You choose your product, order it online, and we deliver it right at your doorstep anywhere in India. You just need to pay for the product, while we ensure free shipping* all the time on almost everything with no strings attached. For any second thoughts after purchase, we have in place a no questions asked return policy as well. To offer you a safe and risk-free online shopping experience, we offer COD facility. Buy gifts for your loved ones and avail our special gift-wrap facility at a nominal cost! Could you have asked for more?
Our favorite is DealNews.com, which has a team of deal hunters who keep their eyes on a million products at more than 2,000 reputable online retailers and update the site with new deals at least 200 times a day. Plus, it works with merchants to offer exclusive deals you won’t find elsewhere. There’s a picture of each product and ample information, including the original price, sale price and whether it’s the lowest price DealNews has found for the product. You can sign up for e-mail alerts for products or stores you’re interested in and get shopping advice from the site’s buying guides.
Rue 21 offers amazing clothes for both men and women. You can find awesome graphic tees, dresses, skirts, accessories, fragrances and much more. Rue 21 always has sales going on. This is one of my favorite stores because it has trendy clothes that cost little money.
Secondly – I lived in South America for a little while years ago, and it was a huge eye opener. We really don’t need 6 pairs of black pumps ( + black loafers, black sandals…) After going through a period of about 5 years where I had no clothes budget at all (other than for socks and underwear and to replace dire necessities like my only pair of work pants), I find myself not much interested in shopping as a hobby. I like nice new clothes as much as the next person, but find myself spending less and less on clothes and household decor items. I don’t think I look like a bag lady, and my house is decorated currently. I just tend not to replace items just for the sake of replacing them. I enjoy TJ Maxx, Marshalls, consignment stores, etc, but don’t even frequent them very often. Food for thought, I hope.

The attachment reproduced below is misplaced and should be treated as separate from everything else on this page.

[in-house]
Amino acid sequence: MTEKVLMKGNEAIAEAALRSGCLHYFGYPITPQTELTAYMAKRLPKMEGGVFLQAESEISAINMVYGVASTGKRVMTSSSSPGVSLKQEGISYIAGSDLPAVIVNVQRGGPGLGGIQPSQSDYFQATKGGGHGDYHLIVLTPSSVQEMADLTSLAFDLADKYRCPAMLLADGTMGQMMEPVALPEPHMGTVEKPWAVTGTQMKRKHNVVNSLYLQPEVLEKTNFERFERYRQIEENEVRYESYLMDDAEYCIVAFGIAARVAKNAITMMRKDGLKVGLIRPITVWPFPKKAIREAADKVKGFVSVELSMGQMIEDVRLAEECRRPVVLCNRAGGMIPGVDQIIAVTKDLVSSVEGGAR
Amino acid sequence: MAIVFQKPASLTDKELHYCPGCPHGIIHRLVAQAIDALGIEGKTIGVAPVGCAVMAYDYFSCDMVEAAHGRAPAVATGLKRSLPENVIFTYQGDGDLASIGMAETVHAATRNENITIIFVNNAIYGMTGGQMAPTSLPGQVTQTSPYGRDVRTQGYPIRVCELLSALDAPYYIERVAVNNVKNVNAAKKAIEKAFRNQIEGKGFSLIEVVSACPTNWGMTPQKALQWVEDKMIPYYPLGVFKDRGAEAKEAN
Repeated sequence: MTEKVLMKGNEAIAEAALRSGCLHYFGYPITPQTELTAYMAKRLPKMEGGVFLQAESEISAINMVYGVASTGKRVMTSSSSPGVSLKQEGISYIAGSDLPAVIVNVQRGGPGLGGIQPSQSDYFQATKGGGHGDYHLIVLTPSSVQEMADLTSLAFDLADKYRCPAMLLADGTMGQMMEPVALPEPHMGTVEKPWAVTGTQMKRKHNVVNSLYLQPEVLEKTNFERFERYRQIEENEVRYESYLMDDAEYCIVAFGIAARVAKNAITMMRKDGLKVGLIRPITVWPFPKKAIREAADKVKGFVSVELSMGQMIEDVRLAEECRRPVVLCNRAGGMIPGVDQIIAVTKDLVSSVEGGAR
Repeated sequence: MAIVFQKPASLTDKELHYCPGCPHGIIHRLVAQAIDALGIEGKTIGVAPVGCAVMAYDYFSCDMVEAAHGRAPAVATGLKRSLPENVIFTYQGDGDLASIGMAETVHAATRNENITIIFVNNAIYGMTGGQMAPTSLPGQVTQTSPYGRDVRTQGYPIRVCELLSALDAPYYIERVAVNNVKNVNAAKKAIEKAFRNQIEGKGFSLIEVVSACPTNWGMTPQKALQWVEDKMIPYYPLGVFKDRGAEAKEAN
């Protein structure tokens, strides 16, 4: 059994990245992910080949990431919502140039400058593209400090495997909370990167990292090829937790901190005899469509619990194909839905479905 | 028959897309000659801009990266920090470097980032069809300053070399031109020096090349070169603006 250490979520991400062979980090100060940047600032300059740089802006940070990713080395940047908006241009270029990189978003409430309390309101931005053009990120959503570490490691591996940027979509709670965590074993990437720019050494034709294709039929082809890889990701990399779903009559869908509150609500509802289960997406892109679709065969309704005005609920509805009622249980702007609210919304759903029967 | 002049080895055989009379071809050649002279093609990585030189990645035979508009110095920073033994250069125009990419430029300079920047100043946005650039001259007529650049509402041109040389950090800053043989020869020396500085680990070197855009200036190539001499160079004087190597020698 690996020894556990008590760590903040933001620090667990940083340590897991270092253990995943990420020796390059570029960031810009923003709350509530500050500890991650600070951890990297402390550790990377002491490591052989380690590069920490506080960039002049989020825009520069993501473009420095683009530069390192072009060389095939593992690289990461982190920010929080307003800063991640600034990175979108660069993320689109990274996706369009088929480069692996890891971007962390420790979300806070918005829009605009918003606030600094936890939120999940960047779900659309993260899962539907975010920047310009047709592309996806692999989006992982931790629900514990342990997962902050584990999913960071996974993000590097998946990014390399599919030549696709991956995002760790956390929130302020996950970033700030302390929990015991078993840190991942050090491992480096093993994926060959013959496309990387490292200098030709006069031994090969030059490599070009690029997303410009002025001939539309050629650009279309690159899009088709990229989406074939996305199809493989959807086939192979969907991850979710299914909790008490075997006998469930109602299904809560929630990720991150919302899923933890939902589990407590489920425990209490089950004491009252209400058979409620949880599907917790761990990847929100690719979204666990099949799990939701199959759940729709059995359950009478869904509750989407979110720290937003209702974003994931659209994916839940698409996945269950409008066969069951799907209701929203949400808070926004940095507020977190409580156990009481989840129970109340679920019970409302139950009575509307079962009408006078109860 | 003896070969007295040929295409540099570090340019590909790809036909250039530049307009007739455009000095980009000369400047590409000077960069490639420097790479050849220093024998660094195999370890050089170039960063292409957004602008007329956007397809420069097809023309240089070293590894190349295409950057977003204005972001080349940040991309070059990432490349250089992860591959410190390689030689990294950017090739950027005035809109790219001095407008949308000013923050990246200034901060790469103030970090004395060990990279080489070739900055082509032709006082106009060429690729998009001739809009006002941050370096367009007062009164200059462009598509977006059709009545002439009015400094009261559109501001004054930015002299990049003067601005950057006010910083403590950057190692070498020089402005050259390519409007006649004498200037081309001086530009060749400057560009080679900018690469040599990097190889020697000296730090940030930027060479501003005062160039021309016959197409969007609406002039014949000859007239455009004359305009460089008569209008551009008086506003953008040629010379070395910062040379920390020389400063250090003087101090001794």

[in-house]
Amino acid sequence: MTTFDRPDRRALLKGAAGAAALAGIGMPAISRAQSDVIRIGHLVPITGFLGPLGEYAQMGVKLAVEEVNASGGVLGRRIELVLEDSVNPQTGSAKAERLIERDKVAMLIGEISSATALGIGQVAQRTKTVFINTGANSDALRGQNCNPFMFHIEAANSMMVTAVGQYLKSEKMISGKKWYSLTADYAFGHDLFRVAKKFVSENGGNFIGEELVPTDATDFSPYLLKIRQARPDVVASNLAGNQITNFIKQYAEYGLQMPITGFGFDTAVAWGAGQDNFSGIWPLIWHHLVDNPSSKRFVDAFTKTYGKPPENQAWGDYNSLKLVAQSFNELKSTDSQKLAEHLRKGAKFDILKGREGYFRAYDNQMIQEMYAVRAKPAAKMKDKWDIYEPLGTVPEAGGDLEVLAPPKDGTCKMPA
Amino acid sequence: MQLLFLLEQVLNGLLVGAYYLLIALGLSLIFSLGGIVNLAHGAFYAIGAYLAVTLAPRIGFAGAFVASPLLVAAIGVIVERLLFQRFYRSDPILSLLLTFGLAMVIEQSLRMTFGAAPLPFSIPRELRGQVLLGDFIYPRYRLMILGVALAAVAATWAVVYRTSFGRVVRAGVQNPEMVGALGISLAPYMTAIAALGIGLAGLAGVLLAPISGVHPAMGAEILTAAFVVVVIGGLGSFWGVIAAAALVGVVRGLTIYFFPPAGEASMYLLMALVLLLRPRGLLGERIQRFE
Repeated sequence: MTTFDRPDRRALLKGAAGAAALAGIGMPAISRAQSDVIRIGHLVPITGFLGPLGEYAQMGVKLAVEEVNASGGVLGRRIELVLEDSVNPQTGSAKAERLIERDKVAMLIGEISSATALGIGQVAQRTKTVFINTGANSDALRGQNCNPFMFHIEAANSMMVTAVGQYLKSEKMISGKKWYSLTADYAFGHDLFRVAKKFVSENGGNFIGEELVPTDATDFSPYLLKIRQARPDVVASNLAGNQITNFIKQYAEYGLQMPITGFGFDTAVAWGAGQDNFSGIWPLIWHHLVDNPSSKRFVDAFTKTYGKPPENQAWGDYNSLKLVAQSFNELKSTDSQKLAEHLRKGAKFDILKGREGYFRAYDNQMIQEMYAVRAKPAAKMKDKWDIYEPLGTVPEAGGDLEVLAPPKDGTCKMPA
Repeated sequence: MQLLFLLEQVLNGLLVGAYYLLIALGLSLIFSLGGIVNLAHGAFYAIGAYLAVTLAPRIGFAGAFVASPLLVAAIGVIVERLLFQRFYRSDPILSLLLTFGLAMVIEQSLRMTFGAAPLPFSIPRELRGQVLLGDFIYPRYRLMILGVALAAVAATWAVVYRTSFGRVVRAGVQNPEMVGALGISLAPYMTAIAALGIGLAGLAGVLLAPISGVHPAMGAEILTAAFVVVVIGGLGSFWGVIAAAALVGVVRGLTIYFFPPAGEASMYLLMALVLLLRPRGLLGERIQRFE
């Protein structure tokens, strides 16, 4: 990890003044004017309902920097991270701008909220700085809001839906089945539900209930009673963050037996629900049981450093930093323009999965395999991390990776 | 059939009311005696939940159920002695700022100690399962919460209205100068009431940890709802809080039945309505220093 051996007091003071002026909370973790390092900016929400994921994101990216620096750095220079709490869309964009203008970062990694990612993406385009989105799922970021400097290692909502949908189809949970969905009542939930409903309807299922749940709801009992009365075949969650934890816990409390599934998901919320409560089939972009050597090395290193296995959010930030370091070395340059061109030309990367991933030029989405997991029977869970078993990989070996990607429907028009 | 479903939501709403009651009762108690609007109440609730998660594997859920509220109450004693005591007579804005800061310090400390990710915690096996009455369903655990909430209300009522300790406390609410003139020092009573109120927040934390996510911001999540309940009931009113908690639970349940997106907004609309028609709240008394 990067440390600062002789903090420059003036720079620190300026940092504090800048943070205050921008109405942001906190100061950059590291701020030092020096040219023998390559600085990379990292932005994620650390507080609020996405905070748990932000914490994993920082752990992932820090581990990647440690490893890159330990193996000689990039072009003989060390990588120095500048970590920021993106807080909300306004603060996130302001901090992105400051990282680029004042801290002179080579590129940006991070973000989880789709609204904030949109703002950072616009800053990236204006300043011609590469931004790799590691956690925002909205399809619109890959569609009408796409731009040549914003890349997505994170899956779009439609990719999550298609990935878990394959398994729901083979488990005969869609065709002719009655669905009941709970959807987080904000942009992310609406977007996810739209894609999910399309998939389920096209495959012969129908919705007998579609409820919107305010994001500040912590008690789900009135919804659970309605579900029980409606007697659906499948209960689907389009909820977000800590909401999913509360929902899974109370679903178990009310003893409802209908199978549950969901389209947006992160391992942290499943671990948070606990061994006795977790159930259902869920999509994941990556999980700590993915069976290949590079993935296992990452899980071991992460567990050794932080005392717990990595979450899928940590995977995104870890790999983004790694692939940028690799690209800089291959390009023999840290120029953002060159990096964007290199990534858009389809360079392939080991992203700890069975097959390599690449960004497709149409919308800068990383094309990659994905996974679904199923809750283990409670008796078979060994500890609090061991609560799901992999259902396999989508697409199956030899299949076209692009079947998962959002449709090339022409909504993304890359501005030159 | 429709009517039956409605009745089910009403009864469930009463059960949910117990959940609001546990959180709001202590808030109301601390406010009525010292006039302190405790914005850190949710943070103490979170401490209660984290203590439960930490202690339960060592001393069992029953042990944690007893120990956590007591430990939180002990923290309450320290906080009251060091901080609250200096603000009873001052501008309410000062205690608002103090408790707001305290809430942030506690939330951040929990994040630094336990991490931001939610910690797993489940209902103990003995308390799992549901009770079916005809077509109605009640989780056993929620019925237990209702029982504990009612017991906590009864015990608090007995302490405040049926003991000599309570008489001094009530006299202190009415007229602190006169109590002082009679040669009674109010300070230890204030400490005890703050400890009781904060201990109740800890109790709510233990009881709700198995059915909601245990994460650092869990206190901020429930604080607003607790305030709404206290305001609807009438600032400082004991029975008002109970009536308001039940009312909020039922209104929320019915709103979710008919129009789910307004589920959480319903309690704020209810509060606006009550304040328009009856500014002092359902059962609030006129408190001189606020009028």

Aggregate data We may use your Personal Information to create aggregate data which does not include any Personal Information and which cannot be used to identify you. For example, aggregate data may include data that describes the general demographics, usage or other characteristics of a Site’s users. We reserve the right to transfer and/or sell aggregate or group data about a Site’s users for lawful purposes.
To ensure proper processing, please select the appropriate Return Reason Code listed on your return form. In addition, please specify the damage, defect, or wrong item(s) on the return form. Upon receipt of your return, our Online Returns Department will inspect your merchandise to confirm that the item is damaged, defective and/or the wrong item. If you would like a replacement of the item(s), please write Exchange on the return form in the notes section. We will gladly send out a replacement of the original item(s) purchased, at no cost, as long as the merchandise is available. If the merchandise is not available for an exchange, you will receive a refund to the original form of payment used to make your online purchase.
Will you pay more for those shoes before 7 p.m.? Would the price tag be different if you lived in the suburbs? Standard prices and simple discounts are giving way to far more exotic strategies, designed to extract every last dollar from the consumer.
We have all planned our trips to the clothing store in advance, vividly dreaming about what we would buy once there. Some of us even have sales assistants for friends and have often asked them for a favour or two during peak shopping season (read: festivals and sales). But what we can all admit to is that we have always wished it was easier than to go down to the store in dense traffic, navigating through throngs of fashionistas, all vying for the same trendy clothing items, waiting in line to try on our top picks in the trial rooms, etc.
Companies like General Motors found an up-front way of recovering some of the lost profit. In the 1920s, GM aligned its various car brands into a finely graduated price hierarchy: “Chevrolet for the hoi polloi,” Fortune magazine put it, “Pontiac … for the poor but proud, Oldsmobile for the comfortable but discreet, Buick for the striving, Cadillac for the rich.” The policy—“a car for every purse and purpose,” GM called it—was a means of customer sorting, but the customers did the sorting themselves. It kept the truce.
“We’re all here to support each other,” Bikofsky says. “It’s always fun to team up with others on the property and collaborate for different events and holidays. It helps to foster that sense of community.”